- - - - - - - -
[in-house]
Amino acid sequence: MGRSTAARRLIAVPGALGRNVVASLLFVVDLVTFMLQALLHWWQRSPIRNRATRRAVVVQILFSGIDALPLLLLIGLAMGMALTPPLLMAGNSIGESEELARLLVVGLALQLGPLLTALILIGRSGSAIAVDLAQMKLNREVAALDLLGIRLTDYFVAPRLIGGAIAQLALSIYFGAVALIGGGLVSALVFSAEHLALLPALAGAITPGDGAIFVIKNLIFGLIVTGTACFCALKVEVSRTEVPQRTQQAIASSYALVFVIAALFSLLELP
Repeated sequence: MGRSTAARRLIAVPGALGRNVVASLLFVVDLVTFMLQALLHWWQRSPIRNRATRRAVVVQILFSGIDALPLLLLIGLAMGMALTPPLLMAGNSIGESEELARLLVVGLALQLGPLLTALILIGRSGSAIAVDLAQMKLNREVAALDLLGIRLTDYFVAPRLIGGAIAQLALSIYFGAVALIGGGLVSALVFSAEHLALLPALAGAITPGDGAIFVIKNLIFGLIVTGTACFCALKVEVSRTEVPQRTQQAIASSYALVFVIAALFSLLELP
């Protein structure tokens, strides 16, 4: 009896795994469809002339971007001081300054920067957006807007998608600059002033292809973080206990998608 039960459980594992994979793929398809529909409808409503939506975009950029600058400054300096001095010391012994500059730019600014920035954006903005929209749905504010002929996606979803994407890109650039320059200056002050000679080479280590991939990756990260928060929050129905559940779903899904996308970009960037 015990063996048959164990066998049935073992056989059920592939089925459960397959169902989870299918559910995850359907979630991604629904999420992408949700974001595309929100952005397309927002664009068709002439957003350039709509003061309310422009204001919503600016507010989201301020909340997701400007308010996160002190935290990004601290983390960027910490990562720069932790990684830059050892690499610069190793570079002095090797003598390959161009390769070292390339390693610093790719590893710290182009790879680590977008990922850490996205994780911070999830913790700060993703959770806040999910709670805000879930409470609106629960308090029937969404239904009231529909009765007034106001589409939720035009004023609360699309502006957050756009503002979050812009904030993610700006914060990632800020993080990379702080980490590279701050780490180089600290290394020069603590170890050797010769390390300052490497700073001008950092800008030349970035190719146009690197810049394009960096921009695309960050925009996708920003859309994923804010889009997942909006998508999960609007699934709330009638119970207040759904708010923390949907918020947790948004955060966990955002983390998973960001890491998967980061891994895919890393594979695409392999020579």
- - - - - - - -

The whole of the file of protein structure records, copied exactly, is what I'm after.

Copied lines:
[in-house]
Amino acid sequence: MGRSTAARRLIAVPGALGRNVVASLLFVVDLVTFMLQALLHWWQRSPIRNRATRRAVVVQILFSGIDALPLLLLIGLAMGMALTPPLLMAGNSIGESEELARLLVVGLALQLGPLLTALILIGRSGSAIAVDLAQMKLNREVAALDLLGIRLTDYFVAPRLIGGAIAQLALSIYFGAVALIGGGLVSALVFSAEHLALLPALAGAITPGDGAIFVIKNLIFGLIVTGTACFCALKVEVSRTEVPQRTQQAIASSYALVFVIAALFSLLELP
Repeated sequence: MGRSTAARRLIAVPGALGRNVVASLLFVVDLVTFMLQALLHWWQRSPIRNRATRRAVVVQILFSGIDALPLLLLIGLAMGMALTPPLLMAGNSIGESEELARLLVVGLALQLGPLLTALILIGRSGSAIAVDLAQMKLNREVAALDLLGIRLTDYFVAPRLIGGAIAQLALSIYFGAVALIGGGLVSALVFSAEHLALLPALAGAITPGDGAIFVIKNLIFGLIVTGTACFCALKVEVSRTEVPQRTQQAIASSYALVFVIAALFSLLELP
């Protein structure tokens, strides 16, 4: 009896795994469809002339971007001081300054920067957006807007998608600059002033292809973080206990998608 039960459980594992994979793929398809529909409808409503939506975009950029600058400054300096001095010391012994500059730019600014920035954006903005929209749905504010002929996606979803994407890109650039320059200056002050000679080479280590991939990756990260928060929050129905559940779903899904996308970009960037 015990063996048959164990066998049935073992056989059920592939089925459960397959169902989870299918559910995850359907979630991604629904999420992408949700974001595309929100952005397309927002664009068709002439957003350039709509003061309310422009204001919503600016507010989201301020909340997701400007308010996160002190935290990004601290983390960027910490990562720069932790990684830059050892690499610069190793570079002095090797003598390959161009390769070292390339390693610093790719590893710290182009790879680590977008990922850490996205994780911070999830913790700060993703959770806040999910709670805000879930409470609106629960308090029937969404239904009231529909009765007034106001589409939720035009004023609360699309502006957050756009503002979050812009904030993610700006914060990632800020993080990379702080980490590279701050780490180089600290290394020069603590170890050797010769390390300052490497700073001008950092800008030349970035190719146009690197810049394009960096921009695309960050925009996708920003859309994923804010889009997942909006998508999960609007699934709330009638119970207040759904708010923390949907918020947790948004955060966990955002983390998973960001890491998967980061891994895919890393594979695409392999020579």